High-Yield Debt Market Momentum to Roll Into 2021
(Bloomberg) -- An uptick in M&A activity, alongside an economic recovery, as well as fiscal and monetary stimulus should keep the European sub-investment grade market running hot in 2021.
The arrival of Covid-19 vaccines has boosted investor confidence, and helped support the rally in bonds of companies still battered by lockdowns. An effective roll-out of the vaccine -- as well as a surge in M&A -- should clarify which firms survive next year.
“Next year you will clearly see who are the winners and losers,” said Sander Bus, co-head of credit at Dutch money manager Robeco Institutional Asset Management.
Junk issuers’ popularity increased in 2020 amid investors hunt for yield. In Europe, the European Central Bank’s and the Bank of England’s bond-buying programs pushed investment grade investors into buying riskier paper. While that trend may continue for the short-term, monetary and fiscal support won’t last indefinitely.
“When the economy is in transition, it’s always problematic for credit,” Bus said. “Unlike what happens with equities, you’re always capped at par on the upside, but you’re exposed to losses.”
Any delays to vaccination programs and structural changes, such as homeworking, will require industries to adapt. Regardless of the help at hand, many companies are unlikely to make it through next year.
Read More: European High-Yield Defaults to Hit 8% as Support Fades: S&P
European high-yield primary market is set to close this year with a volume of issuance around 86 billion euros ($104.6 billion), the most since 2017. That’s despite the eight-week hiatus between March and April and the traditional August break.
The trend was supported by companies tapping the market to bolster their liquidity, some large pre-pandemic M&A transactions, such as Thyssenkrupp AG’s sale of its elevators unit, the downgrade of investment-grade companies, and at the end of the year, refinancings.
Next year is likely to feature more M&A-driven deals.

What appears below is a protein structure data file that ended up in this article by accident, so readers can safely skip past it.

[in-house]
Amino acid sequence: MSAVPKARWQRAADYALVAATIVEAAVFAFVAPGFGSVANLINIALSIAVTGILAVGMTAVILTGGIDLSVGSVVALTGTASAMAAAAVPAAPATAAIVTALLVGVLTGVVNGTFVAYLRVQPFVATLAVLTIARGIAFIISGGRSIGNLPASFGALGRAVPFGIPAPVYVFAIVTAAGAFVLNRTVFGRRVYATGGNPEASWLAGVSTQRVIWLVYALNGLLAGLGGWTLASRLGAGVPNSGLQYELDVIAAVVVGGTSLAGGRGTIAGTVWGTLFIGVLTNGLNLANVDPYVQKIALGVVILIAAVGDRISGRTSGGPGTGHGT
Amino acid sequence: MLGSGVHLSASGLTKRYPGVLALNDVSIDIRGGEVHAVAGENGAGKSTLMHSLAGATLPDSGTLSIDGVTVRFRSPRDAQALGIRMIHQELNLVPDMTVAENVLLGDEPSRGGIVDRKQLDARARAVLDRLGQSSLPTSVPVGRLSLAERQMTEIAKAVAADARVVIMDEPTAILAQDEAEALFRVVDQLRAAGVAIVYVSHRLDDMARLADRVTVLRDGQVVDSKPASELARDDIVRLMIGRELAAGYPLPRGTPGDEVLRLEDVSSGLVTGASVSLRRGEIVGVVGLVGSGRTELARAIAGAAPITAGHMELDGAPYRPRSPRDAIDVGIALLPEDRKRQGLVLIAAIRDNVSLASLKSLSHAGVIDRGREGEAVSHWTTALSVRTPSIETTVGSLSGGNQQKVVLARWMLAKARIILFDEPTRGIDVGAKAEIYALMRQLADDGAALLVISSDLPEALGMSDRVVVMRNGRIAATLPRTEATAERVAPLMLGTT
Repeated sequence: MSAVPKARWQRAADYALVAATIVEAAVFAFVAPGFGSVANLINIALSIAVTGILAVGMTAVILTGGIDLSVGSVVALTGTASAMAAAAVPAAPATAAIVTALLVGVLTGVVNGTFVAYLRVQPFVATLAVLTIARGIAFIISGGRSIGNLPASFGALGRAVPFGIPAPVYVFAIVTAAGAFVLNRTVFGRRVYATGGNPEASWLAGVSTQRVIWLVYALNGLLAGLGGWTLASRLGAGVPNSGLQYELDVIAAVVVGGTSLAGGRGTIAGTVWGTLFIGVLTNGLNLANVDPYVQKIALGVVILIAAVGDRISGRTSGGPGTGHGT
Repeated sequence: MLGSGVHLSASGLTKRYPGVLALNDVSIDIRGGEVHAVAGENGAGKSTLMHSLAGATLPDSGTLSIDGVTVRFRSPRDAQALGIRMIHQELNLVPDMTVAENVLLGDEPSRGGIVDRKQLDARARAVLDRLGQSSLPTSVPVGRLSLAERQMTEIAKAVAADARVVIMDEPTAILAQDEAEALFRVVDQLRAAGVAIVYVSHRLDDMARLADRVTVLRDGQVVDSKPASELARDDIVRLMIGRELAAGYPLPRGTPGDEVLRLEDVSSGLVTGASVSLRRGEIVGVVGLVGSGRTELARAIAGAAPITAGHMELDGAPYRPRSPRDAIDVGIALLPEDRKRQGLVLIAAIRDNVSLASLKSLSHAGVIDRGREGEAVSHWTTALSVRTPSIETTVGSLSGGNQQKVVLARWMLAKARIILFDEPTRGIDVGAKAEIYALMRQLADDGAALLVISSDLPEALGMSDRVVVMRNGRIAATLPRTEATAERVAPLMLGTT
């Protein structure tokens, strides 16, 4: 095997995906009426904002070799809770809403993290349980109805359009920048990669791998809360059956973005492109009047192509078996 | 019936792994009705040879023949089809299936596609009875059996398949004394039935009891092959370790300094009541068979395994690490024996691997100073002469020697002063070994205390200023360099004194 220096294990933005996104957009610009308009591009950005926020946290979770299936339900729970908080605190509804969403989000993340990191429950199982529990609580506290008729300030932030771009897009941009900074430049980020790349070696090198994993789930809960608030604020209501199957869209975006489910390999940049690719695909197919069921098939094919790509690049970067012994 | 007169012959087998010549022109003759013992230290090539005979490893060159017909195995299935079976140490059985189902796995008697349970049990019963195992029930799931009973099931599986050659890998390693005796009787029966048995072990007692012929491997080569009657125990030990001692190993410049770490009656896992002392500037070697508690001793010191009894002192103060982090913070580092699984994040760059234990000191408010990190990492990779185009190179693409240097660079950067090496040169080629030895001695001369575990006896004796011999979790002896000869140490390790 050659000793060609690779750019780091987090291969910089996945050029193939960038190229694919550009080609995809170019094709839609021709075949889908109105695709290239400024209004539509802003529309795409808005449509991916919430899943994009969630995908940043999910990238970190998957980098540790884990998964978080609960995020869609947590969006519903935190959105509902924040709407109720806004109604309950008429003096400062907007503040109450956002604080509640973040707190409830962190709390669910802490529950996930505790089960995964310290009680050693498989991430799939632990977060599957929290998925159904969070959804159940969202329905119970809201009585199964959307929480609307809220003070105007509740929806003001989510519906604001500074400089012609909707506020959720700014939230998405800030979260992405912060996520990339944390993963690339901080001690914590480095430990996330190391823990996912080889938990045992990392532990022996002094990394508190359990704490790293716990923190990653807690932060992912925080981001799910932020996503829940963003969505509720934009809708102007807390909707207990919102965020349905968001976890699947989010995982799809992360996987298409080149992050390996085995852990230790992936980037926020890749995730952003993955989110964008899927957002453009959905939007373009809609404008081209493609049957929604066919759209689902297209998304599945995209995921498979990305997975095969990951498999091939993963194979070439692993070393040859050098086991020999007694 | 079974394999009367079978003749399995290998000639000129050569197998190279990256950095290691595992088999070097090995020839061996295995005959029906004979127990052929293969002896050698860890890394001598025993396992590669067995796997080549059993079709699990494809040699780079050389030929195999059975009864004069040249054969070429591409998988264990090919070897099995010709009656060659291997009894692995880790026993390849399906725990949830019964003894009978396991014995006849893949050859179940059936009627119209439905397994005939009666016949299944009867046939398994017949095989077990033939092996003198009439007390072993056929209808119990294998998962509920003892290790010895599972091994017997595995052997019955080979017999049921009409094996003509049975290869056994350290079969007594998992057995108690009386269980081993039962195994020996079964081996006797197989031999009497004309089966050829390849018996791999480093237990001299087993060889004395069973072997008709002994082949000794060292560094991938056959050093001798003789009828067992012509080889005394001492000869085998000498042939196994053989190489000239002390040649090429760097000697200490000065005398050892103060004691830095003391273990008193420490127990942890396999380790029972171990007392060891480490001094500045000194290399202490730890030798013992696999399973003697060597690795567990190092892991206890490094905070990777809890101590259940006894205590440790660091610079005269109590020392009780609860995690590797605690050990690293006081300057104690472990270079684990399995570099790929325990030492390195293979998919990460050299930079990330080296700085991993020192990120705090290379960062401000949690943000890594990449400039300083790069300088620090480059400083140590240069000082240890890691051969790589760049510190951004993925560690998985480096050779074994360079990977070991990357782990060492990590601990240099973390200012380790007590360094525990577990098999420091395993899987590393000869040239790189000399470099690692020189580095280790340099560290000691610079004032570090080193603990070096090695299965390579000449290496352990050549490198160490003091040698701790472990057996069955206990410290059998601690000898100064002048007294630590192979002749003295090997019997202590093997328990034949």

“The pipeline is already building for bond-financed acquisitions,” said Andrew Hagan, partner at lawfirm Freshfields Bruckhaus Deringer LLP.
Daniel Rudnicki Schlumberger, head of EMEA leveraged finance origination at JPMorgan Chase & Co, sees firms that have emerged relatively unscathed from the crisis as poised to take advantage.
“We expect to see M&A in sectors more affected by Covid, where companies that have performed better will buy competitors to consolidate sectors, or companies more affected by the pandemic will start selling assets,” he said.
Refinancings and amendments to some challenged capital structures will also help in primary activity, Schlumberger added.
The monetary and fiscal stimulus, such as government-backed loans and furlough schemes, have supported the economy and look set to keep doing so in 2021.
ECB’s Bond-Buying Plan Pushes Investors to Riskier End of Market
Debt looks cheap these days because of low interest rates, but this could change if the central banks withdraw their support earlier than expected. Likewise, the end or reduction of the fiscal stimulus programs in place would mean a blow for many overlevered companies.
“Now people don’t care about the debt figure, but it could be like in 2008-2011,” said Per Wehrmann, head of European high-yield at DWS Investment GmbH. “Two-three years after the financial crisis, investors saw the risks of sovereign debt and that could suddenly lead to more volatility in the likes of Italy or Spain.”
“Things are not as rosy as valuations would suggest,” said Andrey Kuznetsov, senior credit portfolio manager at Federated Hermes, who expects 2021 to be a relatively volatile year.
“We’ve had quite significant compression in the market,” he said. “I think the tighter we go, the easier it will be for us to respond quite materially to any leaked news that are considered at this point low-probability events by the market, like for example earlier than expected withdrawal of central bank support.”
The restrictions arising from reduced monetary support “could be the playbook of 2018, when we had the tapering by the Fed,” said Sunita Kara, a portfolio manager at Aviva Investors Global Services Ltd.
“This is one of the risks that we are keeping in the front of our minds when we think about the late stage of next year.”
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